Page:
There’s a certain irony that designers—harnessers of human emotion for practical purposes—do the overwhelming majority of their work on machines which operate in nothing but rigid electrical impulses and mathematical code. Rooted somewhere deep in that dichotomy is this interesting project, 56 Broken Kindle Screens.
Creators Sebastian Schmieg and Silvio Lorusso have documented a series of e-book glitches and compiled them into a self-published book, showcasing the moments when the most refined and precise of human creations fail, to beautiful effect. The fascinating thing about the simple concept of this book lies in the medium itself. Content historically linked to the printed page has been transferred to a digital medium, the failure of which is documented back on the printed page.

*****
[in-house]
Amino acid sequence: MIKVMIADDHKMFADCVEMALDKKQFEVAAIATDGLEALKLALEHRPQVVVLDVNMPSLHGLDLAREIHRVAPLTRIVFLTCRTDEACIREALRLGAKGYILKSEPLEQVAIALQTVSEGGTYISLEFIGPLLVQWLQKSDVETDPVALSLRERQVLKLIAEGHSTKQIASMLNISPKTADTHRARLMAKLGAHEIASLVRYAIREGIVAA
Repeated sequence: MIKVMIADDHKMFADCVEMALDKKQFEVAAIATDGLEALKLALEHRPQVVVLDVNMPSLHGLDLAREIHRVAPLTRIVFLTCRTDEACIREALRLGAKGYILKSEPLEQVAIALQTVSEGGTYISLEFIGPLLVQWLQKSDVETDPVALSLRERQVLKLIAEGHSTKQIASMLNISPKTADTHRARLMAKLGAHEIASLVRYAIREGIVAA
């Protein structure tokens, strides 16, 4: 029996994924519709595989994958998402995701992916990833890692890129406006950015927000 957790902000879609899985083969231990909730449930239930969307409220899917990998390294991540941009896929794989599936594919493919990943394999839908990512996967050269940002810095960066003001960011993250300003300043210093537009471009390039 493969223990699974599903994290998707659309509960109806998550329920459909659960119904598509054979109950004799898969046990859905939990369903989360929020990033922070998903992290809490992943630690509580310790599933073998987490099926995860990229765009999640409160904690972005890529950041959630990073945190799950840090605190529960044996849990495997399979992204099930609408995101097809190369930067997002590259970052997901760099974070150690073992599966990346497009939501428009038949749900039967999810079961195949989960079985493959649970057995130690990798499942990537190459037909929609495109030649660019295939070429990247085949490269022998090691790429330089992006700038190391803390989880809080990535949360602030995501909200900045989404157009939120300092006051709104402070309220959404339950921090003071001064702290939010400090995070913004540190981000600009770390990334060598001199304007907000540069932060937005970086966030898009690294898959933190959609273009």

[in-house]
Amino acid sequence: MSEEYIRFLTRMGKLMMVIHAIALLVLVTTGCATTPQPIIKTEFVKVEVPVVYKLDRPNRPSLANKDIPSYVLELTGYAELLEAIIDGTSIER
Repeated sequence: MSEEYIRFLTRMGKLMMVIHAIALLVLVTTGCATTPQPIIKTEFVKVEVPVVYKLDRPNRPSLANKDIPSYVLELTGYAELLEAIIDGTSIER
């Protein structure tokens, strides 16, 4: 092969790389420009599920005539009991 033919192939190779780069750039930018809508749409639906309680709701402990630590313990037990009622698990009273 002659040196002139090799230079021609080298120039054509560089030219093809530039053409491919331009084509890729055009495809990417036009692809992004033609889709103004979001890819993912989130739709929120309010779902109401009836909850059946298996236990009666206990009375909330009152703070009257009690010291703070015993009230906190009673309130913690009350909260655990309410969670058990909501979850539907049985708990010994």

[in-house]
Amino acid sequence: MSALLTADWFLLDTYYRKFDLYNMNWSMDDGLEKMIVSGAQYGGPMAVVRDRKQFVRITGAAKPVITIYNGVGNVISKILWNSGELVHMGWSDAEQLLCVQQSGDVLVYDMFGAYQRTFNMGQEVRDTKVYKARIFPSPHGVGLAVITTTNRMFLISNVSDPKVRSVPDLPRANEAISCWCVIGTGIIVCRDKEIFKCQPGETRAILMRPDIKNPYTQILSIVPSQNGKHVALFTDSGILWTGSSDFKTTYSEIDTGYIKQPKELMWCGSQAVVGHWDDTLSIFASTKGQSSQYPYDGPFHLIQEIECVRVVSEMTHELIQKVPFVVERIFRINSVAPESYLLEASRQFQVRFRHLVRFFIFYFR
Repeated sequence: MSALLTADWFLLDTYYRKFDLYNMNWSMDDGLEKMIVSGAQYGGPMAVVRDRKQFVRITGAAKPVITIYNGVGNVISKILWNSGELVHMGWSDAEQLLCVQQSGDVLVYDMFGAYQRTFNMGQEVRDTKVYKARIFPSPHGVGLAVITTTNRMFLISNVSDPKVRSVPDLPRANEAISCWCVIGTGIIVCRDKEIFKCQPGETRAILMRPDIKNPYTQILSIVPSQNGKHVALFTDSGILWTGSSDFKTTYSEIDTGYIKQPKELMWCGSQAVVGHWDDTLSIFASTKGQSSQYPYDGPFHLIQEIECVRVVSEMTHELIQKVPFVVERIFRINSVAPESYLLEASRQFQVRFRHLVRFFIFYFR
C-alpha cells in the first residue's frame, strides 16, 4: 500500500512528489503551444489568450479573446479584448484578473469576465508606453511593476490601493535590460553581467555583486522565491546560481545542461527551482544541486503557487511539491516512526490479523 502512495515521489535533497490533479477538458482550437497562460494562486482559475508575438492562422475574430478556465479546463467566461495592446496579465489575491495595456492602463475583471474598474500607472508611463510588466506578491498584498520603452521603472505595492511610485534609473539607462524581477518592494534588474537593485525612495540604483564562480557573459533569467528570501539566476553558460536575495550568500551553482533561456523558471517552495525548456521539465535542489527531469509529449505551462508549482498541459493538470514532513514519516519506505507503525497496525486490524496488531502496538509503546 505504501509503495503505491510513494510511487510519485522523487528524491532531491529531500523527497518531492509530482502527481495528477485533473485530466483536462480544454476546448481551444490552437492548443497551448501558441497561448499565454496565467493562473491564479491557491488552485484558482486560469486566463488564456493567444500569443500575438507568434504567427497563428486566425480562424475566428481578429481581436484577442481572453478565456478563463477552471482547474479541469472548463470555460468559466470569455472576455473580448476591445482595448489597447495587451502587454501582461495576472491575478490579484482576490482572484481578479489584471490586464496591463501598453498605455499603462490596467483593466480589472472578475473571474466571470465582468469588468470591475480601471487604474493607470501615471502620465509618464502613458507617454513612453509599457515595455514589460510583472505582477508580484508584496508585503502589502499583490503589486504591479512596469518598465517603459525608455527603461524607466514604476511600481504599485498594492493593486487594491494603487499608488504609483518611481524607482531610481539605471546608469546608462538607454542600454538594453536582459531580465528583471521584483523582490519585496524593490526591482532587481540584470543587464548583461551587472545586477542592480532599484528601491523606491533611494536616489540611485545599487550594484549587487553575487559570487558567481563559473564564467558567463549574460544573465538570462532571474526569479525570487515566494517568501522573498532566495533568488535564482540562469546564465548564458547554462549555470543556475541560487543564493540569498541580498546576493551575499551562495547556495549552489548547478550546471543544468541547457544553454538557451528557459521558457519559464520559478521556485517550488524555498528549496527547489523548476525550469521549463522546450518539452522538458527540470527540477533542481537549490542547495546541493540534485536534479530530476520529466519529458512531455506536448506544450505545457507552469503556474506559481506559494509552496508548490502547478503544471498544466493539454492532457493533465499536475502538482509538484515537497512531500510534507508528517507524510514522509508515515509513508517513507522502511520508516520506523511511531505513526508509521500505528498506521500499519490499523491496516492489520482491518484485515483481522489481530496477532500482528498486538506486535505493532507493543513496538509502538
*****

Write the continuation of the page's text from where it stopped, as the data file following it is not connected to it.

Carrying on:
It’s a sort of meta-statement about the consumption of written content in our day-to-day existence, and gives a sense of an almost human unpredictability. Our day-to-day dependence on digital devices grows, and, conversely, our direct interactions with other humans wanes. Yet the moments captured in 56 Broken Kindle Screens illustrate a sort of bizarre middle ground, where the digital device shows frailty, an almost human sense of emotive expression.
The compositions are individually beautiful and formally fascinating, and I appreciate the designers’ nod to the size and ratio of the Kindle in the design of their printed book. It’s a simple idea, but one that asks intriguing questions about our content-consuming paradigm.